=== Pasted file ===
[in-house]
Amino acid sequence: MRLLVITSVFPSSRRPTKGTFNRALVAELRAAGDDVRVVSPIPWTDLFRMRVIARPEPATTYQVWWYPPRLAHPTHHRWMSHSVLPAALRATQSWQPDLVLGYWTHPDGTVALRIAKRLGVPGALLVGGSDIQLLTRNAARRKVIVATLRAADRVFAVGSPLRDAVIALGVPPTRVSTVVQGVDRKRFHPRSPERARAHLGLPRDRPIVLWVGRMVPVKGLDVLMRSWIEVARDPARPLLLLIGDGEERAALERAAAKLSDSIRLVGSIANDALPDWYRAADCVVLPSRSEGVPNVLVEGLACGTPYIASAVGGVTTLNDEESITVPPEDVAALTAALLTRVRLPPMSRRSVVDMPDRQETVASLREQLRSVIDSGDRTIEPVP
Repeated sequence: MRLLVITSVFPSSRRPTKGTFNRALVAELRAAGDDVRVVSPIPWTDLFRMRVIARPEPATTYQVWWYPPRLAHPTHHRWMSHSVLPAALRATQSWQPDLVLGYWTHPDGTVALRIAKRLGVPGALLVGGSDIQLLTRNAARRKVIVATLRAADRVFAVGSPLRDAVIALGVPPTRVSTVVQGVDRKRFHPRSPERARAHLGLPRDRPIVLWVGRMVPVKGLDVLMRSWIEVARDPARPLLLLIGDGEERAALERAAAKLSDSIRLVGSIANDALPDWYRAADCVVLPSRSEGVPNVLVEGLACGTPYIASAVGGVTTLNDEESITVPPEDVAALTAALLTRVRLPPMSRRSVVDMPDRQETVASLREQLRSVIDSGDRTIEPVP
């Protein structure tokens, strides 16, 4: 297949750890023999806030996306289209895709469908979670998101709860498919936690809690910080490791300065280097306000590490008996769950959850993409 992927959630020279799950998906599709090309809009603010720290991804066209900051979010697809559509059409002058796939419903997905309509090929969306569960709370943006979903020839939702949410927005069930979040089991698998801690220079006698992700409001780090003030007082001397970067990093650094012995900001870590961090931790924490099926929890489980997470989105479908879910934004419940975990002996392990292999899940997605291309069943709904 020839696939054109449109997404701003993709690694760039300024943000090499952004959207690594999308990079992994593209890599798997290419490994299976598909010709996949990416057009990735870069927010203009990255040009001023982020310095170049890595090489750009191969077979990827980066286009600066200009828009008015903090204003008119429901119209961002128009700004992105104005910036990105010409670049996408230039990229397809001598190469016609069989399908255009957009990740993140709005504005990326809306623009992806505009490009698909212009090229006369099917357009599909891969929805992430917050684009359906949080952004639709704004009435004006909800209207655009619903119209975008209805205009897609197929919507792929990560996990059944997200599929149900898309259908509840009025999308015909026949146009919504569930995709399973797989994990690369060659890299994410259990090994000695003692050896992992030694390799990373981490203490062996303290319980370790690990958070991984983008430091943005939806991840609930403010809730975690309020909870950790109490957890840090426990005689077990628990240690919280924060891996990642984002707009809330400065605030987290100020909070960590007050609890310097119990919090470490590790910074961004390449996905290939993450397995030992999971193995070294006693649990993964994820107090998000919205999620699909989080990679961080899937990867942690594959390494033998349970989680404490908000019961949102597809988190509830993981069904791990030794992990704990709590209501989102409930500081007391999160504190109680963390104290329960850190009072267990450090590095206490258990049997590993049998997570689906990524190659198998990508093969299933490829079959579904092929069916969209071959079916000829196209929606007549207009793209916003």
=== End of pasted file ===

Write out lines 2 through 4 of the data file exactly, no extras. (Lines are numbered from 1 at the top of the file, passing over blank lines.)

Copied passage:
Amino acid sequence: MRLLVITSVFPSSRRPTKGTFNRALVAELRAAGDDVRVVSPIPWTDLFRMRVIARPEPATTYQVWWYPPRLAHPTHHRWMSHSVLPAALRATQSWQPDLVLGYWTHPDGTVALRIAKRLGVPGALLVGGSDIQLLTRNAARRKVIVATLRAADRVFAVGSPLRDAVIALGVPPTRVSTVVQGVDRKRFHPRSPERARAHLGLPRDRPIVLWVGRMVPVKGLDVLMRSWIEVARDPARPLLLLIGDGEERAALERAAAKLSDSIRLVGSIANDALPDWYRAADCVVLPSRSEGVPNVLVEGLACGTPYIASAVGGVTTLNDEESITVPPEDVAALTAALLTRVRLPPMSRRSVVDMPDRQETVASLREQLRSVIDSGDRTIEPVP
Repeated sequence: MRLLVITSVFPSSRRPTKGTFNRALVAELRAAGDDVRVVSPIPWTDLFRMRVIARPEPATTYQVWWYPPRLAHPTHHRWMSHSVLPAALRATQSWQPDLVLGYWTHPDGTVALRIAKRLGVPGALLVGGSDIQLLTRNAARRKVIVATLRAADRVFAVGSPLRDAVIALGVPPTRVSTVVQGVDRKRFHPRSPERARAHLGLPRDRPIVLWVGRMVPVKGLDVLMRSWIEVARDPARPLLLLIGDGEERAALERAAAKLSDSIRLVGSIANDALPDWYRAADCVVLPSRSEGVPNVLVEGLACGTPYIASAVGGVTTLNDEESITVPPEDVAALTAALLTRVRLPPMSRRSVVDMPDRQETVASLREQLRSVIDSGDRTIEPVP
């Protein structure tokens, strides 16, 4: 297949750890023999806030996306289209895709469908979670998101709860498919936690809690910080490791300065280097306000590490008996769950959850993409 992927959630020279799950998906599709090309809009603010720290991804066209900051979010697809559509059409002058796939419903997905309509090929969306569960709370943006979903020839939702949410927005069930979040089991698998801690220079006698992700409001780090003030007082001397970067990093650094012995900001870590961090931790924490099926929890489980997470989105479908879910934004419940975990002996392990292999899940997605291309069943709904 020839696939054109449109997404701003993709690694760039300024943000090499952004959207690594999308990079992994593209890599798997290419490994299976598909010709996949990416057009990735870069927010203009990255040009001023982020310095170049890595090489750009191969077979990827980066286009600066200009828009008015903090204003008119429901119209961002128009700004992105104005910036990105010409670049996408230039990229397809001598190469016609069989399908255009957009990740993140709005504005990326809306623009992806505009490009698909212009090229006369099917357009599909891969929805992430917050684009359906949080952004639709704004009435004006909800209207655009619903119209975008209805205009897609197929919507792929990560996990059944997200599929149900898309259908509840009025999308015909026949146009919504569930995709399973797989994990690369060659890299994410259990090994000695003692050896992992030694390799990373981490203490062996303290319980370790690990958070991984983008430091943005939806991840609930403010809730975690309020909870950790109490957890840090426990005689077990628990240690919280924060891996990642984002707009809330400065605030987290100020909070960590007050609890310097119990919090470490590790910074961004390449996905290939993450397995030992999971193995070294006693649990993964994820107090998000919205999620699909989080990679961080899937990867942690594959390494033998349970989680404490908000019961949102597809988190509830993981069904791990030794992990704990709590209501989102409930500081007391999160504190109680963390104290329960850190009072267990450090590095206490258990049997590993049998997570689906990524190659198998990508093969299933490829079959579904092929069916969209071959079916000829196209929606007549207009793209916003």